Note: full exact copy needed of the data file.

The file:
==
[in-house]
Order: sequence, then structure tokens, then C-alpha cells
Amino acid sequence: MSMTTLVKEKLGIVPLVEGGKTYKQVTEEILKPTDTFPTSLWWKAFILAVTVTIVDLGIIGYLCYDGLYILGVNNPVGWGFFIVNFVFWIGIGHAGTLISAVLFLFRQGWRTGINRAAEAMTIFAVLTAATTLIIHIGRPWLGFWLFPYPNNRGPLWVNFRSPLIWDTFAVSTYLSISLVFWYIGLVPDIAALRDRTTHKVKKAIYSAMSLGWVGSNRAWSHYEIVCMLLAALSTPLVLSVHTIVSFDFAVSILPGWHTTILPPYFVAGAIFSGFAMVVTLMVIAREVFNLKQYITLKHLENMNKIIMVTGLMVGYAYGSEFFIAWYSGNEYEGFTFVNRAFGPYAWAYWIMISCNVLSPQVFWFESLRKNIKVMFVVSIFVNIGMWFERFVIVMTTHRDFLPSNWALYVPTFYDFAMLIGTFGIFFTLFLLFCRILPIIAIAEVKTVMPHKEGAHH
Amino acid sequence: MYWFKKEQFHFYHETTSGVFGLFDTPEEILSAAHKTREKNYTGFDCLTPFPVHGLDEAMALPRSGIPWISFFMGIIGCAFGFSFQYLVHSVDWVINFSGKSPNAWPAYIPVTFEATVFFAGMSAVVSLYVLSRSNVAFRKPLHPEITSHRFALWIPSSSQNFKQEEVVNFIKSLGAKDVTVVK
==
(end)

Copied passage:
[in-house]
Order: sequence, then structure tokens, then C-alpha cells
Amino acid sequence: MSMTTLVKEKLGIVPLVEGGKTYKQVTEEILKPTDTFPTSLWWKAFILAVTVTIVDLGIIGYLCYDGLYILGVNNPVGWGFFIVNFVFWIGIGHAGTLISAVLFLFRQGWRTGINRAAEAMTIFAVLTAATTLIIHIGRPWLGFWLFPYPNNRGPLWVNFRSPLIWDTFAVSTYLSISLVFWYIGLVPDIAALRDRTTHKVKKAIYSAMSLGWVGSNRAWSHYEIVCMLLAALSTPLVLSVHTIVSFDFAVSILPGWHTTILPPYFVAGAIFSGFAMVVTLMVIAREVFNLKQYITLKHLENMNKIIMVTGLMVGYAYGSEFFIAWYSGNEYEGFTFVNRAFGPYAWAYWIMISCNVLSPQVFWFESLRKNIKVMFVVSIFVNIGMWFERFVIVMTTHRDFLPSNWALYVPTFYDFAMLIGTFGIFFTLFLLFCRILPIIAIAEVKTVMPHKEGAHH
Amino acid sequence: MYWFKKEQFHFYHETTSGVFGLFDTPEEILSAAHKTREKNYTGFDCLTPFPVHGLDEAMALPRSGIPWISFFMGIIGCAFGFSFQYLVHSVDWVINFSGKSPNAWPAYIPVTFEATVFFAGMSAVVSLYVLSRSNVAFRKPLHPEITSHRFALWIPSSSQNFKQEEVVNFIKSLGAKDVTVVK